While Minnesota taxpayers are on the hook for approximately $200,000 to pay for its 62-day U.S. Senate race recount, that long process, and Norm Coleman's subsequent court challenge, is saving taxpayers' money nationwide as Minnesota's Class II Senate seat remains unoccupied.
Last month Smart Politics documented how the 'non-vacant' vacant seat is likely to cause the longest gap in representation in state history. Now, at a gap of 36 days and counting, the unoccupied seat is currently the third longest in Minnesota history, and, in one more week, will become the second longest - surpassing the gap that occurred after the death of Senator Ernest Lundeen in August 1940.
However, because Senator Coleman or Al Franken, if either had been seated on January 3rd, would have been drawing a per annum salary of $174,000 (up from $169,300 in 2008), the federal government is now saving nearly $500 per day while the seat remains unoccupied.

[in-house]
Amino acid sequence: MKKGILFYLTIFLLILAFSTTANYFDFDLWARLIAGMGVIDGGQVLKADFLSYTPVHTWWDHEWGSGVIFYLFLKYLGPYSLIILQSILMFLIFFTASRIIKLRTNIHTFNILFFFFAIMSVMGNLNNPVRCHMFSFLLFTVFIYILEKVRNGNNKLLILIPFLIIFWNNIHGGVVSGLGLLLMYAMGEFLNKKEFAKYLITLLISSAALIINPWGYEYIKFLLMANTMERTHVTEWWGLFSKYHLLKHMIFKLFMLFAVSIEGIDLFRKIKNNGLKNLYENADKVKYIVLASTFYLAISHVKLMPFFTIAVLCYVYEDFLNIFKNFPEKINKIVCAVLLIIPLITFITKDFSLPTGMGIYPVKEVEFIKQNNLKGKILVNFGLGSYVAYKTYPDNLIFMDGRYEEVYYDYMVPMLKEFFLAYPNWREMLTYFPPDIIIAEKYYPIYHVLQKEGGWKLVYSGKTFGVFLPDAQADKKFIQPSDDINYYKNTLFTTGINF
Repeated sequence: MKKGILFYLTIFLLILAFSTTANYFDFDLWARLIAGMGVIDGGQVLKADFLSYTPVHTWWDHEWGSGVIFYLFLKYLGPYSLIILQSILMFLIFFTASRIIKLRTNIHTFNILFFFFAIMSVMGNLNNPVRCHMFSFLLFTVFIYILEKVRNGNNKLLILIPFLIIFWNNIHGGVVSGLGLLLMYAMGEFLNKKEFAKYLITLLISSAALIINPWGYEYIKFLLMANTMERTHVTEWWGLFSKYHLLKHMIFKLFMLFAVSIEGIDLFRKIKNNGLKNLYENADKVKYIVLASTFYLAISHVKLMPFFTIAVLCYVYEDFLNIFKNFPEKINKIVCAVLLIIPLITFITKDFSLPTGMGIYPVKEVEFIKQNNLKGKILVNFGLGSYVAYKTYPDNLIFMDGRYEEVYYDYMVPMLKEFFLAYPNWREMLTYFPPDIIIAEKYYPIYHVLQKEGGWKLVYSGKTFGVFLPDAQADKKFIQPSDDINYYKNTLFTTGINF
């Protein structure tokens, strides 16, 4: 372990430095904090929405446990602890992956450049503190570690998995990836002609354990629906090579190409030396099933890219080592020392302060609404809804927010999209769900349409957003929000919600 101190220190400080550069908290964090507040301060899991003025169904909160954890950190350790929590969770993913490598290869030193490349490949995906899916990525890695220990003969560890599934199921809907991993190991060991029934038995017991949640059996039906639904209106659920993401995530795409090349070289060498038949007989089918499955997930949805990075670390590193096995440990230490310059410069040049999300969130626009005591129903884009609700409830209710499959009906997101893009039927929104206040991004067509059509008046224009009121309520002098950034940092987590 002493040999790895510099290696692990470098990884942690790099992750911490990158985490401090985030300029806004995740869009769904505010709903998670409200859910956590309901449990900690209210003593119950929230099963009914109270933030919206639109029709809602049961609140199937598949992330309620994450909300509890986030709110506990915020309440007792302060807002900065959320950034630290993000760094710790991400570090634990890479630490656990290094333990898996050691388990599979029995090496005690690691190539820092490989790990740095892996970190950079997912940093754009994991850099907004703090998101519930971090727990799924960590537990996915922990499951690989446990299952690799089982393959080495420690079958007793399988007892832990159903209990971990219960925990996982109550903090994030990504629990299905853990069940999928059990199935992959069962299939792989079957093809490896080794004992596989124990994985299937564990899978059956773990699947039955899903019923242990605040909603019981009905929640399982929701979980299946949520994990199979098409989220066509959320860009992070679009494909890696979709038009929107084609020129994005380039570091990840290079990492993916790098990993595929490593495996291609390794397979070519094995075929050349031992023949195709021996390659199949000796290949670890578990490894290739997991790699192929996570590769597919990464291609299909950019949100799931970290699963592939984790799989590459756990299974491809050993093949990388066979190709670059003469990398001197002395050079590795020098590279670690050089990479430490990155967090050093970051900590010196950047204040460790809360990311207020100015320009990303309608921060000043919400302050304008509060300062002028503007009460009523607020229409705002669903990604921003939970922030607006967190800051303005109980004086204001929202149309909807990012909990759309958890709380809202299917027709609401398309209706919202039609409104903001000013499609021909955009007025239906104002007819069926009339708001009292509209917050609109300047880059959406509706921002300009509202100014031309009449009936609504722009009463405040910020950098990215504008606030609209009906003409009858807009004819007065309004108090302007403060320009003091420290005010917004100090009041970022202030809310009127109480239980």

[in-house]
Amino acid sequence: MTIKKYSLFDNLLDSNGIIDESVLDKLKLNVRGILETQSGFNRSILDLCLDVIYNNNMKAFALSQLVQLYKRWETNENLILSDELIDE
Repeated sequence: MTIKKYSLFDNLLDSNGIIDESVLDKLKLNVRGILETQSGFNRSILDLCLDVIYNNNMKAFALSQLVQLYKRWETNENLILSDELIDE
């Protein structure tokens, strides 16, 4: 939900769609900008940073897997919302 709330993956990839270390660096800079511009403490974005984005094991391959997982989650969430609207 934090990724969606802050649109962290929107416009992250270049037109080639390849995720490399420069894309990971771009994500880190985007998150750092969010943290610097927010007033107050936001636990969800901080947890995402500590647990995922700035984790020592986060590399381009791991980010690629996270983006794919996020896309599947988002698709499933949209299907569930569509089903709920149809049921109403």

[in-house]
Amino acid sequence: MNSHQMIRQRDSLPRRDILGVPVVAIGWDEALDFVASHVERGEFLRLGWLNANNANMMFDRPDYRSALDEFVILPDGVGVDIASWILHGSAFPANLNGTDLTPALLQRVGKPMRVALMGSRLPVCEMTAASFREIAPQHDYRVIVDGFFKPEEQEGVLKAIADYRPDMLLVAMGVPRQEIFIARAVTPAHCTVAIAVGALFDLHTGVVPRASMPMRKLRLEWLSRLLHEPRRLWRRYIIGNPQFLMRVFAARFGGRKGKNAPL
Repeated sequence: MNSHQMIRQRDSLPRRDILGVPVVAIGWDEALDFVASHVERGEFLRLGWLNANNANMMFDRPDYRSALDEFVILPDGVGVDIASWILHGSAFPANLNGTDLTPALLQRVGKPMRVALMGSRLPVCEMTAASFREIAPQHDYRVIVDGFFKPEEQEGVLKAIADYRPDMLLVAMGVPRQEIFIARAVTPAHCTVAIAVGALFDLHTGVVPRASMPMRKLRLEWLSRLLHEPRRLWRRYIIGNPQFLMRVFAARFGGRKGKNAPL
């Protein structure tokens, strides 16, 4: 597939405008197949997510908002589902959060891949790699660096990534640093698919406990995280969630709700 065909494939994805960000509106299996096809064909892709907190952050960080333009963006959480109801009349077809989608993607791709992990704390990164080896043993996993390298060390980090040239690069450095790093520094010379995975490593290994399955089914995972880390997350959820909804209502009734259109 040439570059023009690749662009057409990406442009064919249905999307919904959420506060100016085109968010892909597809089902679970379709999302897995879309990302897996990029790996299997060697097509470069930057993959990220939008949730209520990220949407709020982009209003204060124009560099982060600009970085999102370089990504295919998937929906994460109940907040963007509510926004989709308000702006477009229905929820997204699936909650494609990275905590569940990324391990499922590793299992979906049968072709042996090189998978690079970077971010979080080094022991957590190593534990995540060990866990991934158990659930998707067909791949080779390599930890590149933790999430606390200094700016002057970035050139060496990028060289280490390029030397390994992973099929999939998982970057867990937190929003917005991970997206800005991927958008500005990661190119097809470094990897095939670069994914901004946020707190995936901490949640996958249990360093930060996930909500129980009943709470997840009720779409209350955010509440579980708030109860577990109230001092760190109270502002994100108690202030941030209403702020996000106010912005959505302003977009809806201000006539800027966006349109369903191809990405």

Members of Congress earn what amounts to $476.71 per day, and, at 36 days through Sunday, the federal government has now saved $17,161 on the would-be Minnesota Senator's salary alone, excluding benefits. With the Coleman challenge likely to draw on for several more weeks, Minnesota's too-close-to-call Senate race will likely save the federal government more than $30,000 in salary, and much more in benefits and staff and office expenses.
Understandably, in a month in which D.C. is preoccupied with multi-hundred billion dollar stimulus legislation, it is little wonder that this savings to the taxpayer is not headline news.